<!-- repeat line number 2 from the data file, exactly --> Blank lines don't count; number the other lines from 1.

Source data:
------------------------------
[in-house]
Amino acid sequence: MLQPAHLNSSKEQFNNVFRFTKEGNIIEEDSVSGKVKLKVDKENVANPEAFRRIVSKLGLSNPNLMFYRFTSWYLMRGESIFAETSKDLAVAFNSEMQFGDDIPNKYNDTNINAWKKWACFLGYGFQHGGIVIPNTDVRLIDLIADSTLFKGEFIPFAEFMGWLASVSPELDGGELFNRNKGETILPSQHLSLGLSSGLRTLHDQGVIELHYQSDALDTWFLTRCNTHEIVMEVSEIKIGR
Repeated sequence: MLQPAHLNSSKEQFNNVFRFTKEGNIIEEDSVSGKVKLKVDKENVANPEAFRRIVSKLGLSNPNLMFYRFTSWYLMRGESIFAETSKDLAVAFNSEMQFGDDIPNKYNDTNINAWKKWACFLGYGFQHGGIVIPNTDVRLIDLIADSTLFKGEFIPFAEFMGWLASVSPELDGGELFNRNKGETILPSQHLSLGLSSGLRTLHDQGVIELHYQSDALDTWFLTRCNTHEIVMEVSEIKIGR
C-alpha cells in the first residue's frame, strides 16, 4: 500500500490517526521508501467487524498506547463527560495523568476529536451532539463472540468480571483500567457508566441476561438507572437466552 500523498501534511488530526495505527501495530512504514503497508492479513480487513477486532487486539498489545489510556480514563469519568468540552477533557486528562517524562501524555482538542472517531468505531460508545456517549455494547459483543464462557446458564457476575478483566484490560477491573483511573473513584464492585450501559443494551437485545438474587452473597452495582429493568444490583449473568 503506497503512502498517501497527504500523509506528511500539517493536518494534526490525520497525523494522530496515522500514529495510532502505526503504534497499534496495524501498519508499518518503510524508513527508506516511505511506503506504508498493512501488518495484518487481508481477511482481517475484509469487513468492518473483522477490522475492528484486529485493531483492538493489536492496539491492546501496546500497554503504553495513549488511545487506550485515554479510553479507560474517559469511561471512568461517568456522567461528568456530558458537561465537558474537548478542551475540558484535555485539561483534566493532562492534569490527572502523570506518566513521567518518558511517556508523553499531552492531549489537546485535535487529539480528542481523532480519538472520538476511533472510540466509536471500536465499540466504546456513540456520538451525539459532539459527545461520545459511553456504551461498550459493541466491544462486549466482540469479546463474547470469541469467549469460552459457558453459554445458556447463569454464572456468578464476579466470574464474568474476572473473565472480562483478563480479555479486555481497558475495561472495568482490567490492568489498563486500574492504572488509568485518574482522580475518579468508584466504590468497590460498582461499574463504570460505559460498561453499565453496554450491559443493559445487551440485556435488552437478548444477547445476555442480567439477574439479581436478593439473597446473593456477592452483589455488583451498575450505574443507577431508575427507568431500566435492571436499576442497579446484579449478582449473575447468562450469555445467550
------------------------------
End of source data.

Amino acid sequence: MLQPAHLNSSKEQFNNVFRFTKEGNIIEEDSVSGKVKLKVDKENVANPEAFRRIVSKLGLSNPNLMFYRFTSWYLMRGESIFAETSKDLAVAFNSEMQFGDDIPNKYNDTNINAWKKWACFLGYGFQHGGIVIPNTDVRLIDLIADSTLFKGEFIPFAEFMGWLASVSPELDGGELFNRNKGETILPSQHLSLGLSSGLRTLHDQGVIELHYQSDALDTWFLTRCNTHEIVMEVSEIKIGR